On the (Rest of the) Net Comes a Day Early—Easter Edition.

Happy Easter to all Early Bird readers. See you on the flipside (that’s Tuesday!).

On Megan Fox’s old nose. [Jezebel]

Gala Darling is going without TV for a month. Could you do it?

Kate Spencer responds to an insulting op-ed in the New York Post about women who move to New York City only being interested in an image-based, money-obsessed Sex & the City lifestyle. But it’s the Post, what do we expect? [The Frisky]

Still with SATC, five things Carrie Bradshaw failed to mention about NYC. [Bailey Powell]

Is the blowjob dead? [Jezebel]

Sharing your miscarriage on Facebook: do or don’t? [Jezebel]

The racist reactions to The Hunger Games. [Jezebel]

How to be a woman girl. [Jezebel]

Rachel Hills on asexuality. [The Atlantic]

Queensland’s new Premier, Campbell Newman, vetoes the state’s Literary Awards, in the Year of Reading and in a time when 1 in 5 Indigenous children are illiterate. This is why you don’t vote Liberal. [Courier Mail]

How an article about how hard it is to be a beautiful-looking woman written by an average-looking woman entices readers to hate troll. [Jezebel]

Fat-shaming Jessica Simpson for gaining weight during pregnancy. [Jezebel]

Clementine Ford unpacks the widespread need for other people to tell women what they should and shouldn’t be wearing. [Daily Life]

Image via Ask Men.

Movies: Megan Fox Starting to Gain Some Traction in Hollywood.

I was glad to hear that whilst filming the upcoming Judd Apatow sequel to Knocked Up, This is Forty, Chris O’Dowd (Kristen Wiig’s cop love interest in Bridesmaids) had this to say about Megan Fox:

“She was a sweetheart on set. I don’t get the whole Michael Bay thing. I hate his fucking films. They are bad. I don’t think she got enough respect.”

No do I, Chris, nor do I.

Related: Megan Fox May Be Trying to Step Away from Marilyn Monroe, But They Might Be More Similar Than She Knows.

Is Robert Pattinson the Male Version of Megan Fox?

Megan Fox Transforms from “Android Ice Queen” to Relatable Person.

Megan Fox Too “Spicy” for Transformers?

“She Just Wants Attention.”

The Beautiful, Bigmouthed Backlash Against Katherine Heigl & Megan Fox.

Image via FilmOFilia.

The Growing Appeal of Rosie Huntington-Whiteley.

I’ve always been a fierce Megan Fox fan so, when it was revealed that Victoria’s Secret model Rosie Huntington-Whiteley would replace her in the third Transformers movie, Dark of the Moon, I was livid.

While no one could accuse Fox of having irreplaceable acting chops, Huntington-Whiteley’s only credited “acting” role prior to Carly Spencer, Shia LaBeouf’s girlfriend in the film, was as a Victoria’s Secret Angel in their fashion shows, catalogues and videos.

To begin with, I couldn’t stand her. How dare she muscle in on Fox’s role as LabBeouf’s girlfriend, with her pouty lips and Jason Statham by her side?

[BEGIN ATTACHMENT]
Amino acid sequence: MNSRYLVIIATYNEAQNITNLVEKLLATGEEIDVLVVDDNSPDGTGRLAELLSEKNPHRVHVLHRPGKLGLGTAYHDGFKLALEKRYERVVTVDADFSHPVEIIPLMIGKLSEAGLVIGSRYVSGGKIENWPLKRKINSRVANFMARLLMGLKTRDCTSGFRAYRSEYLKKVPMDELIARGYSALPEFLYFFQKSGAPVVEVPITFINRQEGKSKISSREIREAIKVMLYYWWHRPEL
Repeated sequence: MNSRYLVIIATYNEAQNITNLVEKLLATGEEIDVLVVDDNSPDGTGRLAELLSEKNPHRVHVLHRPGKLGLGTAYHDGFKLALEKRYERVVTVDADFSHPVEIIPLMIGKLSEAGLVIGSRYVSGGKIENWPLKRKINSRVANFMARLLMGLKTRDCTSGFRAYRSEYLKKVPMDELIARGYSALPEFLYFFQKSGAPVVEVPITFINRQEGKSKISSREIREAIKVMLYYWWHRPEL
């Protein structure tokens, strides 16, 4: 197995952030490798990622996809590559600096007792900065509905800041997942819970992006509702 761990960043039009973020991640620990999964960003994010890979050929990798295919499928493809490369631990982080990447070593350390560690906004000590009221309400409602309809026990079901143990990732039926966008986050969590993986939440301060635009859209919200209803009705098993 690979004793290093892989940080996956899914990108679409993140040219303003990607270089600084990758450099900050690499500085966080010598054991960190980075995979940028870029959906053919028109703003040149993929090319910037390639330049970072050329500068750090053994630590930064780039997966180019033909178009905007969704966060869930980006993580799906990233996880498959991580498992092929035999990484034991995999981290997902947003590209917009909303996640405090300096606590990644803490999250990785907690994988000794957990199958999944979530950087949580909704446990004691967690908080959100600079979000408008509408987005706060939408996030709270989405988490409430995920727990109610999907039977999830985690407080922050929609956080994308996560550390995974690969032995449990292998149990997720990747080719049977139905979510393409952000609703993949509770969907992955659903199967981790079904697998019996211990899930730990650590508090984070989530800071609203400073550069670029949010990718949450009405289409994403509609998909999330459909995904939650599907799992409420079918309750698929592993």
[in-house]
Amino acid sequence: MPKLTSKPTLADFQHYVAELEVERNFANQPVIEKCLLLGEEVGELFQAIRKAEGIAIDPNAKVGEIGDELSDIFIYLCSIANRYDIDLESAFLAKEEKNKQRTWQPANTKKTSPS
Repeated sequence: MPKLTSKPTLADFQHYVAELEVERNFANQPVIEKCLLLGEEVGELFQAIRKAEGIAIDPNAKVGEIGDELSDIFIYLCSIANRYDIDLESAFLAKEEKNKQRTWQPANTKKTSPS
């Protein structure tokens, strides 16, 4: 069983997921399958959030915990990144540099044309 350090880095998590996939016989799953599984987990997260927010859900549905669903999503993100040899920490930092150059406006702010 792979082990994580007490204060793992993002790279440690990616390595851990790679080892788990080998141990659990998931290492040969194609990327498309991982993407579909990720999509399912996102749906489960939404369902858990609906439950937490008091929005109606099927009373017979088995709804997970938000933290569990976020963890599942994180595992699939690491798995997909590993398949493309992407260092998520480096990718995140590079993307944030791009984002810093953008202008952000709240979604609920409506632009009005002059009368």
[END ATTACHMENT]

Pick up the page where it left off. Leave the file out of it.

But then I saw an interview with her on Ellen and I didn’t hate her. In fact, I quite liked her. Her accent, her personality and, yes, those lips.

So in preparation for writing this post, I watched Transformers: Dark of the Moon. Now, that’s two and a half hours of my life I’ll never get back, and Michael Bay’s continued objectification of his female lead was sickening. When Patrick Dempsey’s character introduces Sam Witwicky to a vintage sports car, describing how it was designed to mimic the curves of a woman’s body as the camera pans Huntington-Whiteley’s equally impressive body, it made me throw up in my mouth a little bit.

Rosie’s probably no different than any other good looking female action star who’s graduated from modeling, but there’s something about her that doesn’t make me hate her.

How do you feel about Rosie Huntington-Whiteley?

Related: [The Early Bird Catches the Worm] Megan Fox Too Spicy for Transformers?

[The Early Bird Catches the Worm] “She Just Wants Attention.”

[The Early Bird Catches the Worm] The Beautiful, Bigmouthed Backlash Against Katherine Heigl & Megan Fox.

Image via PicPiggy.

On the Net: Megan Fox May Be Trying To Step Away from Marilyn Monroe, But They Might Be More Similar Than She Knows.

From “Eternal Flame” by Liza Power for The Age/Sydney Morning Herald:

“… [Marilyn] was also a trickster, a person who satirised herself at the same time that she was putting over this intensely feminine image.”

Sound a little like someone else we know? Even as Megan Fox tries to distance herself from the legendary screen siren by removing her Marilyn tattoo, they seem more similar than ever.

Related: [The Early Bird Catches the Worm] Is Robert Pattinson the Male Version of Megan Fox?

[The Early Bird Catches the Worm] Megan Fox Transforms from “Android ice Queen” to Relatable Person.

[The Early Bird Catches the Worm] Megan Fox Too Spicy for Transformers?

[The Early Bird Catches the Worm] “She Just Wants Attention.”

[The Early Bird Catches the Worm] The Beautiful, Bigmouthed Backlash Against Katherine Heigl & Megan Fox.